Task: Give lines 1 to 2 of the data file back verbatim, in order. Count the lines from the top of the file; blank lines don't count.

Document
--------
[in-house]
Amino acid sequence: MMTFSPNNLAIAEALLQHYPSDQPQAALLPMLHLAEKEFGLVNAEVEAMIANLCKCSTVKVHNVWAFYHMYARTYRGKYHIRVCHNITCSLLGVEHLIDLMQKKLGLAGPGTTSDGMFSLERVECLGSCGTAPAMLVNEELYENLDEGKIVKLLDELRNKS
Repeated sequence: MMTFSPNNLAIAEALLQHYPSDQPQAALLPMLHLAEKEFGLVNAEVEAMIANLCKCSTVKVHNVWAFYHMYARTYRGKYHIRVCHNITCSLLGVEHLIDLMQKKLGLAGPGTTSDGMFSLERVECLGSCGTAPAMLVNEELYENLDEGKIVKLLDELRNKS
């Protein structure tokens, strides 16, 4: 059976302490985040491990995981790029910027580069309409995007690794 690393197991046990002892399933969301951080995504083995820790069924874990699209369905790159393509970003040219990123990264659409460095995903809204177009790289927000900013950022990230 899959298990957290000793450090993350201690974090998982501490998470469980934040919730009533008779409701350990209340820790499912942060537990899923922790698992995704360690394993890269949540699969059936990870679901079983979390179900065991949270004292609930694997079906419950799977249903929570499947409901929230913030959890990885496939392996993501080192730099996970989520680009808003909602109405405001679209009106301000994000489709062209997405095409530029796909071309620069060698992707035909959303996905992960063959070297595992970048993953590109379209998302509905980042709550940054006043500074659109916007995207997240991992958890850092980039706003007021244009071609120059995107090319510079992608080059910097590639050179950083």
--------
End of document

[in-house]
Amino acid sequence: MMTFSPNNLAIAEALLQHYPSDQPQAALLPMLHLAEKEFGLVNAEVEAMIANLCKCSTVKVHNVWAFYHMYARTYRGKYHIRVCHNITCSLLGVEHLIDLMQKKLGLAGPGTTSDGMFSLERVECLGSCGTAPAMLVNEELYENLDEGKIVKLLDELRNKS